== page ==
Rohit:                   You know we took a risk starting this. This was a group of people from across industries, whether you were in the industry of entertainment, or working at a retail shop, or you were working in public policy. This is a group of people who got together and said we give a damn about our city. I mean there’s a movement towards people saying look, we gotta go local again. Everything we experience, everything we talk about, is local. And so you had a group of people who got together and said, how can a city like Atlanta, which if you read any headline, we are thriving economically. You can read every magazine article about us. Atlanta’s economy is booming. We’re the next city for economic growth. Look at our skyline, Fortune 500 companies. But Atlanta consistently has one of the highest income inequality gaps in The United States. Upward mobility in Atlanta is 4%, meaning 96% chance if you’re born poor in Atlanta, you die poor in Atlanta. So why do we get fired up about this? Because this is home. And truth is, for a lot of people, whether you’re suited and booted at a Fortune 500 company on the 50th floor, or you’re on the ground working a farm each and every day, the joint thing we have in common is a love for our city. And that we can all agree that that is completely unacceptable for a city to have a dichotomy like that. And Atlanta’s history is built on businesses and communities, both the public and the private sector, coming together to fight for what’s morally right. To drive what business will look like, rather than business driving our morality.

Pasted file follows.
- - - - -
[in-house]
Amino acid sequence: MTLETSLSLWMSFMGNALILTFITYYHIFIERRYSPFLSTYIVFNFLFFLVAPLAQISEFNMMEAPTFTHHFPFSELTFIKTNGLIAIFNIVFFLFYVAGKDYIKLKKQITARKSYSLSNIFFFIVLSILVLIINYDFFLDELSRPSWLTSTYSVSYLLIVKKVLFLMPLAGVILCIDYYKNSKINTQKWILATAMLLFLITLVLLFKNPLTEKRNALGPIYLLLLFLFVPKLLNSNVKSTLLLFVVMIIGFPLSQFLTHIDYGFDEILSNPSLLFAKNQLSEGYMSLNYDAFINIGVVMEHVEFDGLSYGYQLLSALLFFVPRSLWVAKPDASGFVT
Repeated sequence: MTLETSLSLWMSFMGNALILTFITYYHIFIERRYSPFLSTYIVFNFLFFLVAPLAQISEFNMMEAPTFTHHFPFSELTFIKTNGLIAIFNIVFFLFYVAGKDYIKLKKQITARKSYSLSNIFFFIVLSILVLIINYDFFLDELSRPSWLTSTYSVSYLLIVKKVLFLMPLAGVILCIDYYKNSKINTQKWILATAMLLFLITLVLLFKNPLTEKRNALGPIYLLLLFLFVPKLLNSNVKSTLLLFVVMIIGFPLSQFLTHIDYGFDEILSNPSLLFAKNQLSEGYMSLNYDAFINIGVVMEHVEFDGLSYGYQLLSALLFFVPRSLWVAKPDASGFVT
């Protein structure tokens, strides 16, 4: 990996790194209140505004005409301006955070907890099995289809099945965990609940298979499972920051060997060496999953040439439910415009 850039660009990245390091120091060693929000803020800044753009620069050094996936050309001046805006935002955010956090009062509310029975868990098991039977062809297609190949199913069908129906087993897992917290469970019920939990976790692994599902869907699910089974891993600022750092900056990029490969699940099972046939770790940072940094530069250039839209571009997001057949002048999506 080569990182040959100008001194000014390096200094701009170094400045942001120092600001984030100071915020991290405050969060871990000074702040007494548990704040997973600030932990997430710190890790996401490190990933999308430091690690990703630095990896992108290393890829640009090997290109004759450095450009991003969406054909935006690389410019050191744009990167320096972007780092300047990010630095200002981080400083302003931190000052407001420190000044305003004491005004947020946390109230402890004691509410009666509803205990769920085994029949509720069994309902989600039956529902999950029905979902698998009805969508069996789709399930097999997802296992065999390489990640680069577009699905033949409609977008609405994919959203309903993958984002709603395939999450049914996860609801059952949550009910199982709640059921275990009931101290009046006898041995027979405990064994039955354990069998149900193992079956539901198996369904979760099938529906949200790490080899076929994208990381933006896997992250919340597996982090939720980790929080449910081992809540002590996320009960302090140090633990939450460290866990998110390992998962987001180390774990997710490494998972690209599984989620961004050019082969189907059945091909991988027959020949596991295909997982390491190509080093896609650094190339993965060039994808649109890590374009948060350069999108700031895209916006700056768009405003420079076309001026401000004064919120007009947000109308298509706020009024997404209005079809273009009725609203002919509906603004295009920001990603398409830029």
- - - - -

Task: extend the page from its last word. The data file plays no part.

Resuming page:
Evelyn:                 That’s really profound, actually. I think it’s really interesting because I think part of this is, as a transplant, and John is a transplant also, but I’ve been here for a very long time. I think, perhaps, we can kind of see the more, what I will call, endemic issues. The dichotomy, if you will, between that which is kind of the poor, if you will, of Atlanta, and the transplants and those that have traditionally succeeded at a very high level. And that perhaps things like, if you were born poor here you have a 4% chance of getting yourself out if it, I don’t think those are things that we ever hear about.

Rohit:                   Yeah, ’cause you don’t have to see it. And the truth is that Atlanta is structured like that. We built a train system not so people who needed to get to work could get to work, it’s so you could go from the airport to the Olympics. That was we didn’t want you to see the endemic poverty we have. Our public transportation system, which is something that the city is starting to address, the state is starting to look at, is a civil rights issue. And until we address it as such, not just it would be nice if other people had access to it as well, it is gonna consistently ruin us as a city. And I think that the optimistic piece is that people get it. We are seeing that that is ultimately unfair. That the rules have been disproportionately written against some people based upon their identity. It is harder based upon … Your zip code in Atlanta determines your access to resources. Your access to capital. Your access to transportation. All of the things that we take for granted, that’s start-up capital for us. And so there’s no question that it’s gonna be harder to be an entrepreneur if you’re poor.